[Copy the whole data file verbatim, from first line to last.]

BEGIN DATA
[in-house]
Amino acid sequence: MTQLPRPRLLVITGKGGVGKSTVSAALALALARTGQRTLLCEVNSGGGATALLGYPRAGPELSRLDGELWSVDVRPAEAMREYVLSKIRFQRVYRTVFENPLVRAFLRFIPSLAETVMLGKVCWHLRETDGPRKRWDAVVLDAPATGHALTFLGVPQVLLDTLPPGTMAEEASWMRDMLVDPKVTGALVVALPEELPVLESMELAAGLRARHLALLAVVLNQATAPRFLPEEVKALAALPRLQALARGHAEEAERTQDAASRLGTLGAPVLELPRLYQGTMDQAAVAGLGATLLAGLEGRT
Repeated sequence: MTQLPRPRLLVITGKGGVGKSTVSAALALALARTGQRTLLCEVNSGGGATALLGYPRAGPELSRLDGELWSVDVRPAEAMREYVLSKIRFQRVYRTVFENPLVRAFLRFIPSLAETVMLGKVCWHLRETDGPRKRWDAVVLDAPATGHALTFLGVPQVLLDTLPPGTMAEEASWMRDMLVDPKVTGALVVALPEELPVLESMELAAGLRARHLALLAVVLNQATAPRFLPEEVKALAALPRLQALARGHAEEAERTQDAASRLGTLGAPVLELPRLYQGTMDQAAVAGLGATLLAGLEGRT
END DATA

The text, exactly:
[in-house]
Amino acid sequence: MTQLPRPRLLVITGKGGVGKSTVSAALALALARTGQRTLLCEVNSGGGATALLGYPRAGPELSRLDGELWSVDVRPAEAMREYVLSKIRFQRVYRTVFENPLVRAFLRFIPSLAETVMLGKVCWHLRETDGPRKRWDAVVLDAPATGHALTFLGVPQVLLDTLPPGTMAEEASWMRDMLVDPKVTGALVVALPEELPVLESMELAAGLRARHLALLAVVLNQATAPRFLPEEVKALAALPRLQALARGHAEEAERTQDAASRLGTLGAPVLELPRLYQGTMDQAAVAGLGATLLAGLEGRT
Repeated sequence: MTQLPRPRLLVITGKGGVGKSTVSAALALALARTGQRTLLCEVNSGGGATALLGYPRAGPELSRLDGELWSVDVRPAEAMREYVLSKIRFQRVYRTVFENPLVRAFLRFIPSLAETVMLGKVCWHLRETDGPRKRWDAVVLDAPATGHALTFLGVPQVLLDTLPPGTMAEEASWMRDMLVDPKVTGALVVALPEELPVLESMELAAGLRARHLALLAVVLNQATAPRFLPEEVKALAALPRLQALARGHAEEAERTQDAASRLGTLGAPVLELPRLYQGTMDQAAVAGLGATLLAGLEGRT